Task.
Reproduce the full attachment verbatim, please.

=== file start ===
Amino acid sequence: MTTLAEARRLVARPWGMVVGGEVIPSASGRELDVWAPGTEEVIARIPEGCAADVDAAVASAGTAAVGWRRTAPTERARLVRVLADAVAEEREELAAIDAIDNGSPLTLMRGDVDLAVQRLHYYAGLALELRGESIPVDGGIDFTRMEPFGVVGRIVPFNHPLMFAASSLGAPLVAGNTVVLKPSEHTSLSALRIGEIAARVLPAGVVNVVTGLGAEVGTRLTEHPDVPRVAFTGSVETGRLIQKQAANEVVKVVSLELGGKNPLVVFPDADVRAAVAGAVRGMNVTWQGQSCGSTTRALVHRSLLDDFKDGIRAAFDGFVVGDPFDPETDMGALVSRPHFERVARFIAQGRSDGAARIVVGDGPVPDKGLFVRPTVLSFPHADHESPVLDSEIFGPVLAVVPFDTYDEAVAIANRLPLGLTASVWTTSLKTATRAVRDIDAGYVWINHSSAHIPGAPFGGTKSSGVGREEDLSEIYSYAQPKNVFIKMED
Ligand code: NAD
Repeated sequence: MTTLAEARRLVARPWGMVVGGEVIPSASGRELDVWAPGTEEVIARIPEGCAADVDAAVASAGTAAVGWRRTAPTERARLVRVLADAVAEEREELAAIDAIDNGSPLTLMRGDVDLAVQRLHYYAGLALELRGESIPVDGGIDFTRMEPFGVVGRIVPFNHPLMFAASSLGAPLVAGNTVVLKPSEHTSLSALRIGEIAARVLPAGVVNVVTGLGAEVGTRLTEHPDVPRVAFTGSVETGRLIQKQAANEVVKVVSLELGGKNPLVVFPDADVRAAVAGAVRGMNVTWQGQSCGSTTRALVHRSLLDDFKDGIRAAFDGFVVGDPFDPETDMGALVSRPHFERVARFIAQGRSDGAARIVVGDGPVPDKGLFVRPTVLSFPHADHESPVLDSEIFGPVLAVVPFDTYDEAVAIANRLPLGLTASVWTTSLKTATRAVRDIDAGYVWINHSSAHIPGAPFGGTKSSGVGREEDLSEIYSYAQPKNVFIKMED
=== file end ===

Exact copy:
Amino acid sequence: MTTLAEARRLVARPWGMVVGGEVIPSASGRELDVWAPGTEEVIARIPEGCAADVDAAVASAGTAAVGWRRTAPTERARLVRVLADAVAEEREELAAIDAIDNGSPLTLMRGDVDLAVQRLHYYAGLALELRGESIPVDGGIDFTRMEPFGVVGRIVPFNHPLMFAASSLGAPLVAGNTVVLKPSEHTSLSALRIGEIAARVLPAGVVNVVTGLGAEVGTRLTEHPDVPRVAFTGSVETGRLIQKQAANEVVKVVSLELGGKNPLVVFPDADVRAAVAGAVRGMNVTWQGQSCGSTTRALVHRSLLDDFKDGIRAAFDGFVVGDPFDPETDMGALVSRPHFERVARFIAQGRSDGAARIVVGDGPVPDKGLFVRPTVLSFPHADHESPVLDSEIFGPVLAVVPFDTYDEAVAIANRLPLGLTASVWTTSLKTATRAVRDIDAGYVWINHSSAHIPGAPFGGTKSSGVGREEDLSEIYSYAQPKNVFIKMED
Ligand code: NAD
Repeated sequence: MTTLAEARRLVARPWGMVVGGEVIPSASGRELDVWAPGTEEVIARIPEGCAADVDAAVASAGTAAVGWRRTAPTERARLVRVLADAVAEEREELAAIDAIDNGSPLTLMRGDVDLAVQRLHYYAGLALELRGESIPVDGGIDFTRMEPFGVVGRIVPFNHPLMFAASSLGAPLVAGNTVVLKPSEHTSLSALRIGEIAARVLPAGVVNVVTGLGAEVGTRLTEHPDVPRVAFTGSVETGRLIQKQAANEVVKVVSLELGGKNPLVVFPDADVRAAVAGAVRGMNVTWQGQSCGSTTRALVHRSLLDDFKDGIRAAFDGFVVGDPFDPETDMGALVSRPHFERVARFIAQGRSDGAARIVVGDGPVPDKGLFVRPTVLSFPHADHESPVLDSEIFGPVLAVVPFDTYDEAVAIANRLPLGLTASVWTTSLKTATRAVRDIDAGYVWINHSSAHIPGAPFGGTKSSGVGREEDLSEIYSYAQPKNVFIKMED